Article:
The final regulations define tangible personal property as any tangible property except land and improvements to land.7 Therefore, tangible personal property may not be buildings or parking structures, but it can be property contained in or attached to a building. Tangible personal property may include office equipment, production machinery, cash registers, racks, and shelves. 

A taxpayer must capitalize any amounts paid to acquire or produce tangible personal property.8 “Amount”, however, is defined broadly. The taxpayer must capitalize not only the amount paid to acquire or produce the property itself, but must also capitalize the transaction costs related to the property, as well as costs for work performed before the property was placed in service.9

There are two types of transaction costs requiring capitalization:

  • Amounts paid to investigate or otherwise pursue the property. For example, costs paid to an interior designer to consider the aesthetics of a conference table qualify under this section. As such, that type of transaction cost must be capitalized.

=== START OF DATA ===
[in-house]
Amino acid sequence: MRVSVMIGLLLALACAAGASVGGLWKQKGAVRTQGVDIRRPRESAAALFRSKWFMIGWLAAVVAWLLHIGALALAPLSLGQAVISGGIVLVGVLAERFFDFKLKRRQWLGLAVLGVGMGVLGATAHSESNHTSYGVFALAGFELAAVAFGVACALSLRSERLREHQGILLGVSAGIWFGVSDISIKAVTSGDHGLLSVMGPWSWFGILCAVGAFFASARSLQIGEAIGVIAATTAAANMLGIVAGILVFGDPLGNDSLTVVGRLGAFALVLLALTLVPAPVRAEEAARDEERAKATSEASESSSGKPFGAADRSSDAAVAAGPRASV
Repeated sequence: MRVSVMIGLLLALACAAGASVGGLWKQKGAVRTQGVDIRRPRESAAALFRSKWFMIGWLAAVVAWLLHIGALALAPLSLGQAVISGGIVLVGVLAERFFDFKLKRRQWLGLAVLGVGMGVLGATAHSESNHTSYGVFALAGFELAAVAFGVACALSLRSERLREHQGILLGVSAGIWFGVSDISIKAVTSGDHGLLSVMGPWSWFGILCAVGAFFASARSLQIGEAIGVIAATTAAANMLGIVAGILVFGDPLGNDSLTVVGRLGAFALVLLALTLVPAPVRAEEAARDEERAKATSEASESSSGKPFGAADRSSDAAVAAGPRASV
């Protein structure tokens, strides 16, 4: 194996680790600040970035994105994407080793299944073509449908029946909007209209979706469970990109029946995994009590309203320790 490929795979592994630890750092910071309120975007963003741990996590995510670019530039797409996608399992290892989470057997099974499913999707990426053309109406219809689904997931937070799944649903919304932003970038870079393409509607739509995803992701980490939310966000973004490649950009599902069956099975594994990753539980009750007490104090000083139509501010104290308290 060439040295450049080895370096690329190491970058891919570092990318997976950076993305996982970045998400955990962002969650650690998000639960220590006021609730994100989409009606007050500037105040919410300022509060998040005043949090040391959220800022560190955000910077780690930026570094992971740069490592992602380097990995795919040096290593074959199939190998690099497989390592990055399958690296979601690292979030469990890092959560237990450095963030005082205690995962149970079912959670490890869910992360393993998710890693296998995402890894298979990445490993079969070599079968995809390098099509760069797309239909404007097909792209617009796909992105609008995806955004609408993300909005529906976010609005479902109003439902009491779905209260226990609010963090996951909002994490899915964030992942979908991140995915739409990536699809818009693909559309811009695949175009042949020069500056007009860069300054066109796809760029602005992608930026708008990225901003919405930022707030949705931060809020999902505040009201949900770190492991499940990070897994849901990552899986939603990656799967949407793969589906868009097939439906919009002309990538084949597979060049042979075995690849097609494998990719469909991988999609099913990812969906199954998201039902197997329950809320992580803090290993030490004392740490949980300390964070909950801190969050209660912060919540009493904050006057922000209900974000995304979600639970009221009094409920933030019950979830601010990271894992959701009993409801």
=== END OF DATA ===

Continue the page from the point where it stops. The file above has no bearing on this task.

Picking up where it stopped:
• “Inherently facilitative amounts.” “Inherently facilitative amounts” are specific costs the regulations have designated. These costs include shipping fees, moving costs, application fees, and costs of reviewing sales documents.10 Even if the personal property is not acquired, the taxpayer must still capitalize these “inherently facilitative amounts.”   

Employee compensation and overhead costs do not qualify as transaction costs.11 Accordingly, taxpayers may currently deduct amounts paid for employee compensation and overhead costs. Nonetheless, a taxpayer may elect to treat either, or both, as capital expenditures. The taxpayer makes this election by capitalizing those costs in the taxpayer’s federal tax return.